Once again I’ve grouped these two titles only because of their alphabetical proximity, they have no other connection. BOMBA was one of many short-lived series from DC at the end of the 1960s. It was based on a series of low-budget films, themselves based on a series of boys’ adventure books, and clearly an attempt to interest fans of Tarzan before DC got the license to do Tarzan comics. Saladino’s involvement was brief. He lettered this cover with a large, effective caption. The logo is by Ira Schnapp, who had lettered the previous covers.
He also lettered the final cover under a new logo he had designed for the previous issue. The cover art is interesting, but I can’t say the lettering is very successful. It all follows the same arc, but the vertical angle is different on each line, making it rather a mess.
One other bit of Saladino lettering is on the final story page of issue #6, a large Next Issue blurb. The rest of the story is lettered by someone else, I think Ben Oda. Perhaps this blurb wasn’t written yet when Ben did the story lettering, and Gaspar was available, so he was asked to do it. I actually like this Bomba logo better than either of the cover versions.
In the 1990s, Gaspar was not often asked to do cover lettering or house ads, as ideas about what DC wanted in those areas had changed, but he was still lettering stories regularly. This book was a continuation of FATE, and ran for twelve issues. Saladino lettered all the stories. On this page from the first issue is the credit box with his frequent credit of just his first name in upper and lower case, similar to his handwriting.
In 1997, Saladino turned 70 years old, and his balloon lettering had begun to show some subtle signs of age in its looser and more angular look, but his skill with display lettering was undiminished. The open letters in the top burst, and especially the large sound effect on this page attest to that.
Saladino’s huge title is the star of this page, and is beautifully done, with great contrast in the word WAR against the skillful block letters of the rest.
This page shows an example of Gaspar’s scary open lettering in the last panel. It works well at this large size against the busy background art.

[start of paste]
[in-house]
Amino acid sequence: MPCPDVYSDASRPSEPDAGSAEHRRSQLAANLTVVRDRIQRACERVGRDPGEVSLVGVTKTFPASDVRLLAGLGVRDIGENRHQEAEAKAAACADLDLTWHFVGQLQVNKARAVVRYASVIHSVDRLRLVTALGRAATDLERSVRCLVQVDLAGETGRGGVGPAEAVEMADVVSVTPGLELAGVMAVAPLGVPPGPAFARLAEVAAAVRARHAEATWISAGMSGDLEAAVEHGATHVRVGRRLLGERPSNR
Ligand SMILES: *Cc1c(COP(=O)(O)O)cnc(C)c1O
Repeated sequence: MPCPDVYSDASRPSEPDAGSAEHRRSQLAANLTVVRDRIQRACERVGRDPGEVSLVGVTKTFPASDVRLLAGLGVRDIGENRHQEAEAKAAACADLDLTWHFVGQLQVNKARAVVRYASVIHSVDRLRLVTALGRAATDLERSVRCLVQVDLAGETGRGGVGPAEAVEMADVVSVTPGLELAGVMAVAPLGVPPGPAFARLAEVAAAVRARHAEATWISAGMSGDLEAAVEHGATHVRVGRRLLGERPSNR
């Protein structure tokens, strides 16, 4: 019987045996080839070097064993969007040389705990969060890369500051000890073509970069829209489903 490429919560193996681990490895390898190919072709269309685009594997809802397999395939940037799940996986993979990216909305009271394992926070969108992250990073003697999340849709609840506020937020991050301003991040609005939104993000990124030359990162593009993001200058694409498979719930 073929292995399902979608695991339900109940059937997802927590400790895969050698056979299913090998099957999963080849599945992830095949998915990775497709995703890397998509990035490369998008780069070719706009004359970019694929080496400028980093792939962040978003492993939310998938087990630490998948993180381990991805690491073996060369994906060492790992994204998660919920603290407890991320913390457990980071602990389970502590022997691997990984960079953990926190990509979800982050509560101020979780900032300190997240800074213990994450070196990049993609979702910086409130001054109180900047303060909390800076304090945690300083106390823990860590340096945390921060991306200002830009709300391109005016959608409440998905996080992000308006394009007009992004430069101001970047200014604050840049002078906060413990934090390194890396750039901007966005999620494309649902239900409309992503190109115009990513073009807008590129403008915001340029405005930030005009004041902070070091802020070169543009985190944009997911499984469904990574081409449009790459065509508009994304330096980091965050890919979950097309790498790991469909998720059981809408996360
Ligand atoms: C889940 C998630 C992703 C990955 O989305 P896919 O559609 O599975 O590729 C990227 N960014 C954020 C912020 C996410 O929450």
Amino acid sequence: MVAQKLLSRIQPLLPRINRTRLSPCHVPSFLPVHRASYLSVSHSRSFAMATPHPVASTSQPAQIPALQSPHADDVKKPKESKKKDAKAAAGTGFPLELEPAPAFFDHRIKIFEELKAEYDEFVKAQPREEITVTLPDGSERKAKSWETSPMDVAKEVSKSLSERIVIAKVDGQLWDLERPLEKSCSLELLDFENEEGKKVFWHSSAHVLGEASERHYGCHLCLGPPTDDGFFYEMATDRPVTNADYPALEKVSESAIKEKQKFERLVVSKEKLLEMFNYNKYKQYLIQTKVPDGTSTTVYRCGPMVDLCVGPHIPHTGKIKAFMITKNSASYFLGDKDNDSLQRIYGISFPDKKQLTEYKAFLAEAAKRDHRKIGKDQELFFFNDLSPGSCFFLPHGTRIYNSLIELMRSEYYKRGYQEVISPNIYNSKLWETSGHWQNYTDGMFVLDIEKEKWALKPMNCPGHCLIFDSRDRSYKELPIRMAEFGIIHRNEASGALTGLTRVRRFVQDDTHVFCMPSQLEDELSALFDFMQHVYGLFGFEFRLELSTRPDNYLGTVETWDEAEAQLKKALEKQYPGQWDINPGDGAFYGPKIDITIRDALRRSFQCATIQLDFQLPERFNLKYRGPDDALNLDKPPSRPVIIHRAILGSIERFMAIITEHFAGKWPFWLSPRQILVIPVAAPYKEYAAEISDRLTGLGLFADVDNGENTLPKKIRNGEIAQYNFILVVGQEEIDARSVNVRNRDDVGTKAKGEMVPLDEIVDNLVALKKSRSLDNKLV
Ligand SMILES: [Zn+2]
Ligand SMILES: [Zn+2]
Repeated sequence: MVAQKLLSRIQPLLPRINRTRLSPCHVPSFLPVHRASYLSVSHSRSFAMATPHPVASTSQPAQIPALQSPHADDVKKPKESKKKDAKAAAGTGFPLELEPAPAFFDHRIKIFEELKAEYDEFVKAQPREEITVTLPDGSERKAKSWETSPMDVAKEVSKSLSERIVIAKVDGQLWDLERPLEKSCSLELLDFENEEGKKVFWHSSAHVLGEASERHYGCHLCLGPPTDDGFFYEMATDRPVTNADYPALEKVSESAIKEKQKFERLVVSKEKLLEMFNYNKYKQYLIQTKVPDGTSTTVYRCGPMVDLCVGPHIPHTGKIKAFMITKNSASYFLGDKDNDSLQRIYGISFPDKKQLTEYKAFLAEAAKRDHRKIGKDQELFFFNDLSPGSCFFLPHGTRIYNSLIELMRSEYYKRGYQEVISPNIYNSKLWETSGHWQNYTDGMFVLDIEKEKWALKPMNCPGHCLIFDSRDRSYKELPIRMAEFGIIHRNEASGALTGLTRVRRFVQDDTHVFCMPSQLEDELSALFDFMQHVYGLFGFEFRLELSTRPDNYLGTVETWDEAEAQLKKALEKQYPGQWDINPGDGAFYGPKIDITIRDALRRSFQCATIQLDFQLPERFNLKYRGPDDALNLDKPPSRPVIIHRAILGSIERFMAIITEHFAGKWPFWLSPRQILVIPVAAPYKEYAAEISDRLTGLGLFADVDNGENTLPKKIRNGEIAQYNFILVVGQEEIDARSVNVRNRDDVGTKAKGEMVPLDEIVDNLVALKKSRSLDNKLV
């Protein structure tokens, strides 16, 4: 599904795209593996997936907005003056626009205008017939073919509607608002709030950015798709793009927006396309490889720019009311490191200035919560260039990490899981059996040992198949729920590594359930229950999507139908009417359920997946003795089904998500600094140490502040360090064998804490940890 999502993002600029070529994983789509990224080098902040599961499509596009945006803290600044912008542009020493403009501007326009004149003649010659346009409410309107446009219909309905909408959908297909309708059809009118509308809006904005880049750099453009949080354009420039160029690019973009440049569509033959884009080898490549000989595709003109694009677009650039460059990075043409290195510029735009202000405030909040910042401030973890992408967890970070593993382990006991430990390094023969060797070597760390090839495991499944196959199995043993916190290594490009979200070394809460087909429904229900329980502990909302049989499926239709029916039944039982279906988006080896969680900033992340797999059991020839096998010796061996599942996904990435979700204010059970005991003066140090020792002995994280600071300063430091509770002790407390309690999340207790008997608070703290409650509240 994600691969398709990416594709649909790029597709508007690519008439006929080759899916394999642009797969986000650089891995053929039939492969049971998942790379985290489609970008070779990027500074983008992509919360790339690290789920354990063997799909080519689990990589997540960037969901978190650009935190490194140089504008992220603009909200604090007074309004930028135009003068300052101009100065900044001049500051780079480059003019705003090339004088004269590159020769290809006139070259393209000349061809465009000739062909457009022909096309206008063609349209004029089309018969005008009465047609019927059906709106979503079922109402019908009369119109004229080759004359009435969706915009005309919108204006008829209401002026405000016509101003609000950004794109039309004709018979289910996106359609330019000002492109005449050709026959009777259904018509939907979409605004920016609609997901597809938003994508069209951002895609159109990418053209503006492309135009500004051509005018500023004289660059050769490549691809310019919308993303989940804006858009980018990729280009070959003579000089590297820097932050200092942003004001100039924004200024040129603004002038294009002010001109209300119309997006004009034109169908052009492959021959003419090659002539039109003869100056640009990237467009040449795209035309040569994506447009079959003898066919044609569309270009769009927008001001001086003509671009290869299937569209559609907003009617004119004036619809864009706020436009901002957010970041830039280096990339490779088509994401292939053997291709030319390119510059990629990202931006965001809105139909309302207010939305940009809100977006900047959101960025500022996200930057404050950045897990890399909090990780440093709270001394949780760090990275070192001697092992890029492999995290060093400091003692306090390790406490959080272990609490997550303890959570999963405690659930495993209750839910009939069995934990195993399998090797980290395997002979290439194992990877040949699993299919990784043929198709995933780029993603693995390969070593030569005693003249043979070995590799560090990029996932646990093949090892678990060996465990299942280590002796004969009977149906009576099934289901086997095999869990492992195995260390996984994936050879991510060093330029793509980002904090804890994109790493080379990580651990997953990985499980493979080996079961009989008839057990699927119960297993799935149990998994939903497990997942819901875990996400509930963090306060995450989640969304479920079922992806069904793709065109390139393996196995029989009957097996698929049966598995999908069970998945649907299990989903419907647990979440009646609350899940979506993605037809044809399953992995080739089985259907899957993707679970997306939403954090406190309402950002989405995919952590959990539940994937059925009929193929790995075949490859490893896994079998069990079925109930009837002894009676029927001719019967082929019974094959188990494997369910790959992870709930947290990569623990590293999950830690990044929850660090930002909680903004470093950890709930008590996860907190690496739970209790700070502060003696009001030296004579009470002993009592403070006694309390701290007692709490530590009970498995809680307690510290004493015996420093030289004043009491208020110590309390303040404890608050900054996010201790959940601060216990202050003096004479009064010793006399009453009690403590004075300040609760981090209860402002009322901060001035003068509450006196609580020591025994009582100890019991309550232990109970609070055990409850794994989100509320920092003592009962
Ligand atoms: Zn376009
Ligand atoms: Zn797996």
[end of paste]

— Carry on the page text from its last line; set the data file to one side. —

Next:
At this time, more and more comics were being lettered digitally with comic book fonts. Here Saladino shows that he could do things by hand that would be difficult or impossible to do digitally. Even though the corner of the D in DEAD is cut off, it still reads fine.
Another clever story title that incorporates a visual tag in a way few others would have thought of, and perhaps no one else could have made work so well. The shape of the W in SWISS is particularly creative.
At the time, Lobo was writer/artist Keith Giffen’s most popular character, and I suspect he was brought into this title as an attempt to boost sales. His rude manner and lousy singing gave Saladino some chances to add humor in the lettering.
Perhaps it was too late, or it didn’t work, as this was the last issue, sporting another appealing title by Saladino.
To sum up, Gaspar lettered two covers for BOMBA THE JUNGLE BOY, 5 and 7, and that next issue blurb for issue #6.
Here are the details of his work on THE BOOK OF FATE:
#1 Feb 1997: 22pp
#2 March 1997: 22pp
#3 April 1997: 22pp
#4 May 1997: 22pp
#5 June 1997: 22pp
#6 July 1997: 22pp
#7 Aug 1997: 22pp
#8 Sept 1997: 22pp
#9 Oct 1997: 22pp
#10 Nov 1997: 22pp
#11 Dec 1997: 22pp
#12 Jan 1998: 22pp
That’s 264 pages in all. More articles in this series are on the COMICS CREATION page of my blog with others you might enjoy.